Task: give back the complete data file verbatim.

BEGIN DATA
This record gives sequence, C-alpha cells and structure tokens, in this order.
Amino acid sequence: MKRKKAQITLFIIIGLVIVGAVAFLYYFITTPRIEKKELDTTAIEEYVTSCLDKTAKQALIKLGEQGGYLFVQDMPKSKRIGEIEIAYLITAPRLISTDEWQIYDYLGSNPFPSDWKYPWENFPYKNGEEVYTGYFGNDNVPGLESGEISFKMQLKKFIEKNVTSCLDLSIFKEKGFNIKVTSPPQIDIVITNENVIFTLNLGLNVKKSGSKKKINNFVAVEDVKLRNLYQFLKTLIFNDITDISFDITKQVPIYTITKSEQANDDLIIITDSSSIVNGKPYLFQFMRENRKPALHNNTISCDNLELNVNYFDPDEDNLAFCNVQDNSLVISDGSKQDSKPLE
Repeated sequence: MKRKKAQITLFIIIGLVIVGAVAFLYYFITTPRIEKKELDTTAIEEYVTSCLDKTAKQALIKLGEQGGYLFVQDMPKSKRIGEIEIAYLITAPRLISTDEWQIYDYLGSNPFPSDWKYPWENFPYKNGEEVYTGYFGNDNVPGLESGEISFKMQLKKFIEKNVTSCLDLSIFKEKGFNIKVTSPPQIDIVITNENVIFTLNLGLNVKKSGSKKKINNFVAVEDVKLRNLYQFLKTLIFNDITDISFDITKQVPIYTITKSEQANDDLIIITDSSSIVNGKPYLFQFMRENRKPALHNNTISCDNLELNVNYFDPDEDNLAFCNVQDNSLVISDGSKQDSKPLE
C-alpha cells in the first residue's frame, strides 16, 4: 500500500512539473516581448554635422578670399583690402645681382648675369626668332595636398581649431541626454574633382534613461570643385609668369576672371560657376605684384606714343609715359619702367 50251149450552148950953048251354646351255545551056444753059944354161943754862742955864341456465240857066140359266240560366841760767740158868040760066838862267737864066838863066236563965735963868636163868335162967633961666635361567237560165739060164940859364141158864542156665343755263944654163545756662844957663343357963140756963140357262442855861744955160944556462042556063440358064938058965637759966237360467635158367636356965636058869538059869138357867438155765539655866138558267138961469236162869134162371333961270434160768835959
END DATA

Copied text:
This record gives sequence, C-alpha cells and structure tokens, in this order.
Amino acid sequence: MKRKKAQITLFIIIGLVIVGAVAFLYYFITTPRIEKKELDTTAIEEYVTSCLDKTAKQALIKLGEQGGYLFVQDMPKSKRIGEIEIAYLITAPRLISTDEWQIYDYLGSNPFPSDWKYPWENFPYKNGEEVYTGYFGNDNVPGLESGEISFKMQLKKFIEKNVTSCLDLSIFKEKGFNIKVTSPPQIDIVITNENVIFTLNLGLNVKKSGSKKKINNFVAVEDVKLRNLYQFLKTLIFNDITDISFDITKQVPIYTITKSEQANDDLIIITDSSSIVNGKPYLFQFMRENRKPALHNNTISCDNLELNVNYFDPDEDNLAFCNVQDNSLVISDGSKQDSKPLE
Repeated sequence: MKRKKAQITLFIIIGLVIVGAVAFLYYFITTPRIEKKELDTTAIEEYVTSCLDKTAKQALIKLGEQGGYLFVQDMPKSKRIGEIEIAYLITAPRLISTDEWQIYDYLGSNPFPSDWKYPWENFPYKNGEEVYTGYFGNDNVPGLESGEISFKMQLKKFIEKNVTSCLDLSIFKEKGFNIKVTSPPQIDIVITNENVIFTLNLGLNVKKSGSKKKINNFVAVEDVKLRNLYQFLKTLIFNDITDISFDITKQVPIYTITKSEQANDDLIIITDSSSIVNGKPYLFQFMRENRKPALHNNTISCDNLELNVNYFDPDEDNLAFCNVQDNSLVISDGSKQDSKPLE
C-alpha cells in the first residue's frame, strides 16, 4: 500500500512539473516581448554635422578670399583690402645681382648675369626668332595636398581649431541626454574633382534613461570643385609668369576672371560657376605684384606714343609715359619702367 50251149450552148950953048251354646351255545551056444753059944354161943754862742955864341456465240857066140359266240560366841760767740158868040760066838862267737864066838863066236563965735963868636163868335162967633961666635361567237560165739060164940859364141158864542156665343755263944654163545756662844957663343357963140756963140357262442855861744955160944556462042556063440358064938058965637759966237360467635158367636356965636058869538059869138357867438155765539655866138558267138961469236162869134162371333961270434160768835959